Retirement Plan Design: Three Ideas To Drive Down Costs, Minimize Risk, and Improve Participant Outcomes

As a Retirement Plan Advisor at Strategic Wealth Partners, my role largely focuses on advising retirement plan sponsors on the myriad and complex aspects of retirement plan management.

To facilitate our work, we are members of the Retirement Plan Advisory Group (RPAG), a national alliance of retirement plan advisors and institutions. RPAG augments our team with CFA® Charterholders that focus on Plan Investments, ERISA Specialists, Plan Benchmarking Specialists, and Plan Consultants. These relationships allow the plan sponsors we serve at Strategic Wealth Partners to access opportunities that might not be available otherwise.

I recently attended the RPAG National Conference, an opportunity for RPAG members to share best practices and learn from industry thought leaders. This article will discuss some of the takeaways from the conference and several ideas to help retirement plan sponsors reduce plan costs, improve participant outcomes, and mitigate risk.

#1 Collective Investment Trusts (CITs)

Mutual funds offer a variety of different share classes. Some of those share classes are accessible by retail investors (with various fee structures), while other structures are reserved for institutional investors, like retirement plans. If you haven’t already done so, exploring Collective Investment Trusts (CITs) may help lower plan costs for your participants.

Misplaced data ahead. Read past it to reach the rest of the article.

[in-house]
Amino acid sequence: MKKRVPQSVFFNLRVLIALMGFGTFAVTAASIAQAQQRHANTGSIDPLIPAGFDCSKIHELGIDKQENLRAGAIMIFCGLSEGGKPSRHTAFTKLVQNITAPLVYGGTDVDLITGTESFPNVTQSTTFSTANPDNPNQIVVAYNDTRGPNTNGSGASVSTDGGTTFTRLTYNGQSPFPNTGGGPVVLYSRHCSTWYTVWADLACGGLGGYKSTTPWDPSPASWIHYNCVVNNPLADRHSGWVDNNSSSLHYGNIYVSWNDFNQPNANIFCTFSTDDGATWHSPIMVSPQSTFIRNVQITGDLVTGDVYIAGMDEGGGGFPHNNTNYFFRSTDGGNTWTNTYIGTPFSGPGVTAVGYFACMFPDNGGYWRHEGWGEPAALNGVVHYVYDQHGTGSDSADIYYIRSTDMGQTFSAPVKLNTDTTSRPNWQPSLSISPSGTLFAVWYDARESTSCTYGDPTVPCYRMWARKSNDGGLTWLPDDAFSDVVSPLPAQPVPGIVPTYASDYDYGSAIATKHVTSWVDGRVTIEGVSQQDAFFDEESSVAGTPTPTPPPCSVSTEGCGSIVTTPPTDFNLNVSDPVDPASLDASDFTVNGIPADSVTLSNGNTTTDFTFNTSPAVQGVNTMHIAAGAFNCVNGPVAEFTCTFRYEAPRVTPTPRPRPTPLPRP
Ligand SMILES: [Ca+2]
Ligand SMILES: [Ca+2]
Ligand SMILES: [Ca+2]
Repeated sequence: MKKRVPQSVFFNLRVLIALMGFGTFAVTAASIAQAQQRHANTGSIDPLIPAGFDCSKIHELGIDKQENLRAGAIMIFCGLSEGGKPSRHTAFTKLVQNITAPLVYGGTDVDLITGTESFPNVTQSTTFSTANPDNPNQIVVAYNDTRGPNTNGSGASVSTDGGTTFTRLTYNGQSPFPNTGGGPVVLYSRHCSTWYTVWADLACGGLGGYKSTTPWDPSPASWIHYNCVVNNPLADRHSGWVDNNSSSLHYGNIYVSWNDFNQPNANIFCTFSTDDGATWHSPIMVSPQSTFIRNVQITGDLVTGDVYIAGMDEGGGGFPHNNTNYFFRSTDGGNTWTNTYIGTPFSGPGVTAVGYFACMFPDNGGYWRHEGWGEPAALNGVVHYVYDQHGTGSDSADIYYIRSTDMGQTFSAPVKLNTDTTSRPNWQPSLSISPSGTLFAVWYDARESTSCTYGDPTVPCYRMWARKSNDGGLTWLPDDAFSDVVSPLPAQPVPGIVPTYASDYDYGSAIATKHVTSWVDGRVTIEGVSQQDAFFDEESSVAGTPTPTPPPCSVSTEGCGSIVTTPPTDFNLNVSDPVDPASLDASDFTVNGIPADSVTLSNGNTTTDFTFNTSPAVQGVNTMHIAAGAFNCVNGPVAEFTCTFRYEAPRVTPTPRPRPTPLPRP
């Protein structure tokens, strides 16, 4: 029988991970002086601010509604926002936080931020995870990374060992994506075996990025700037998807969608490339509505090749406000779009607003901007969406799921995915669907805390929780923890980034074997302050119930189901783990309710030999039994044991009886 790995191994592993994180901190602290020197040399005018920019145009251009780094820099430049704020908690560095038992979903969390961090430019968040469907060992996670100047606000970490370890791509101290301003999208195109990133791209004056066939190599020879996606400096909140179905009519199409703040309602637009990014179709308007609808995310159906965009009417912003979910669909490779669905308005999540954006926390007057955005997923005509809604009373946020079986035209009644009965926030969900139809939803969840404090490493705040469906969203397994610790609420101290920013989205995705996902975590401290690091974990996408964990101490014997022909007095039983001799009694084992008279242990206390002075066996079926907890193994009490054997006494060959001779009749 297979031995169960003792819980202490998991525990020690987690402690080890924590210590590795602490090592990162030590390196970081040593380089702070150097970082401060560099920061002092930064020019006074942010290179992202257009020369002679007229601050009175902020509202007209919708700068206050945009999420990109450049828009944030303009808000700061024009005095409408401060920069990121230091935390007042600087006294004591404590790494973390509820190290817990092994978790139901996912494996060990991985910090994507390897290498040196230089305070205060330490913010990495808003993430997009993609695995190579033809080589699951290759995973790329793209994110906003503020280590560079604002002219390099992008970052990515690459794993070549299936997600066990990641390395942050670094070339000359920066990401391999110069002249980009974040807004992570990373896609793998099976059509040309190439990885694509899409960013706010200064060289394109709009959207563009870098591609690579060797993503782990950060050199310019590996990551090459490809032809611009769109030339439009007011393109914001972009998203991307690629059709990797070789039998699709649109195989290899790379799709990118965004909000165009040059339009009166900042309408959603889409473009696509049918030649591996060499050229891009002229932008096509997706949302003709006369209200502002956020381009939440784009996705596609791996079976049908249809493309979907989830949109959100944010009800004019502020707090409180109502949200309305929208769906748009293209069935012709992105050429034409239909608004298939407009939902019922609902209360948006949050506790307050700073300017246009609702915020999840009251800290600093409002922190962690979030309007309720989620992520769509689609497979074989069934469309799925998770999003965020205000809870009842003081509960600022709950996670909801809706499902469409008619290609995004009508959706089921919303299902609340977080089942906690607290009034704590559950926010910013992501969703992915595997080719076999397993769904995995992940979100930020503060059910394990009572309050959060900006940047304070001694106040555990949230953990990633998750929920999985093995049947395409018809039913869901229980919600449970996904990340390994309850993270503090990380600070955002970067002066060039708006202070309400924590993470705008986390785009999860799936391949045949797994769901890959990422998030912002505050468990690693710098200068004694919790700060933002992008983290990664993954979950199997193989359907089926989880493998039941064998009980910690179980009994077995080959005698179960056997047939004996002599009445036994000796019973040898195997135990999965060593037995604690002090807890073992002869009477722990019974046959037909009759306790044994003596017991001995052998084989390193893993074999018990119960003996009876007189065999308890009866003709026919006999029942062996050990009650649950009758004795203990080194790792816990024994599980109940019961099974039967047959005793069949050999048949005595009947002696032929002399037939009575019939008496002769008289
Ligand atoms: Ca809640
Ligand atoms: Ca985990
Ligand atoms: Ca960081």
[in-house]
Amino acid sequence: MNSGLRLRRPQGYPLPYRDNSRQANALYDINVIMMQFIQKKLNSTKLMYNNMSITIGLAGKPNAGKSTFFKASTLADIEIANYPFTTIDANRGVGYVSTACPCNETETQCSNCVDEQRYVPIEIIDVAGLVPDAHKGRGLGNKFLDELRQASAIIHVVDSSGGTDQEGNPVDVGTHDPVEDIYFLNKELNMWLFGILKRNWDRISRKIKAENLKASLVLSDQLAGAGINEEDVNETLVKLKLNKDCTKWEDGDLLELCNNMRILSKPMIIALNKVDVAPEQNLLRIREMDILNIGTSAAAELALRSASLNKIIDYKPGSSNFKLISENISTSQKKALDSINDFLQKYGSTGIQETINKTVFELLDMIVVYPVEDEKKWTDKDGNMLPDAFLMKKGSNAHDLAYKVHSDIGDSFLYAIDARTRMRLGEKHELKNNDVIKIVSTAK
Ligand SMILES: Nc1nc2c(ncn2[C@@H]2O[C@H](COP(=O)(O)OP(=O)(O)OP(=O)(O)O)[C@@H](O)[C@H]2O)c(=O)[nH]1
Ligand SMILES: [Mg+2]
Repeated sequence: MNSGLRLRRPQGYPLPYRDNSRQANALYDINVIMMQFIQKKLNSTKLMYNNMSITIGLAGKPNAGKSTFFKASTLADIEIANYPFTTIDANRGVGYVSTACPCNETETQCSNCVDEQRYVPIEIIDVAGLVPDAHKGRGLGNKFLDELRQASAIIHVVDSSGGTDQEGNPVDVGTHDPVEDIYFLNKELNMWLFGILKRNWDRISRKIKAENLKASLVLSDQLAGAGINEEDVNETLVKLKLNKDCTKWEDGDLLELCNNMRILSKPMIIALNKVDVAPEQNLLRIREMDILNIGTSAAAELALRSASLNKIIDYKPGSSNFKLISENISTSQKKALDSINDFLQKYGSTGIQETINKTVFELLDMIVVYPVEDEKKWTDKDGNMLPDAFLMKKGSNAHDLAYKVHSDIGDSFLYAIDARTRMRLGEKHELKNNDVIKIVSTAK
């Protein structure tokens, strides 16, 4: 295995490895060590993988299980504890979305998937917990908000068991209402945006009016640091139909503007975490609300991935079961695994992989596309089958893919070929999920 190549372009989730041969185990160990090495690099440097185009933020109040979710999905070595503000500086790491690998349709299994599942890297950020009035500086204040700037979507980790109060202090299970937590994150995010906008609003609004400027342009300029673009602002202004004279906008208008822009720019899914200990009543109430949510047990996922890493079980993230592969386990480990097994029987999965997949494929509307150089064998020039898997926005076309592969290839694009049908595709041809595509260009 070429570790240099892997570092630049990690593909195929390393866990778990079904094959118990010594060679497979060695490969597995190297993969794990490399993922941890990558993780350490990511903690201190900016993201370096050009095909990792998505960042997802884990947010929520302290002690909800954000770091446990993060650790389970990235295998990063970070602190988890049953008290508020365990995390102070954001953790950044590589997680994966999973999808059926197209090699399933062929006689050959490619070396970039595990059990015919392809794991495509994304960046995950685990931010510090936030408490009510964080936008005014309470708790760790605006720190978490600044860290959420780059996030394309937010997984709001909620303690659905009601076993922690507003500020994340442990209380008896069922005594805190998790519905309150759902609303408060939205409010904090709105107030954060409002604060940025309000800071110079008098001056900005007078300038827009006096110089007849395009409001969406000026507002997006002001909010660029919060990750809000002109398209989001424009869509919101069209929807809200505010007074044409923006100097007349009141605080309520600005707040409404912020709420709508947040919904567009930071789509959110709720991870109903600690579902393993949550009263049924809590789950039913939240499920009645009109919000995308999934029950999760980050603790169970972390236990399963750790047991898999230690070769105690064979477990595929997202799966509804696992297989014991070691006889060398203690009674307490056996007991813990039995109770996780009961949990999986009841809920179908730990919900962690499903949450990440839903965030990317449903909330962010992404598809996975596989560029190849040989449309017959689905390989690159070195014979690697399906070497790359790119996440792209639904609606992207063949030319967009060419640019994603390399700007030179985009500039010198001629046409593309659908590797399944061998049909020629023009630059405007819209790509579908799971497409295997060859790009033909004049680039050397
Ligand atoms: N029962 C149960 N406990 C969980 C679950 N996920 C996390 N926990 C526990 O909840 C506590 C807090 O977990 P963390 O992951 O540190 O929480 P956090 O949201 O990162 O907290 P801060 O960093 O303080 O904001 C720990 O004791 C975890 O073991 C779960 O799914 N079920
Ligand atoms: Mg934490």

CITs are a unique type of pooled investment vehicle only available to qualified retirement plans. In a CIT, the assets of eligible investors (i.e., the “collective”) are combined into a single trust, which is maintained by a bank or a trust company.

Typically, plan sponsors receive a group discount, so to speak, on shares in a fund that are purchased on behalf of that individual plan’s participants. A CIT pools the assets of multiple plans directed by multiple plan sponsors, unlocking higher economies of scale and allowing them to access what’s known as “institutional shares,” which typically have the lowest expense ratios. Fund companies are happy to offer larger discounts to CITs because CITs offer predictability: funds can rely on a set amount of cash inflows and outflows, and that stability is valuable within a very dynamic marketplace.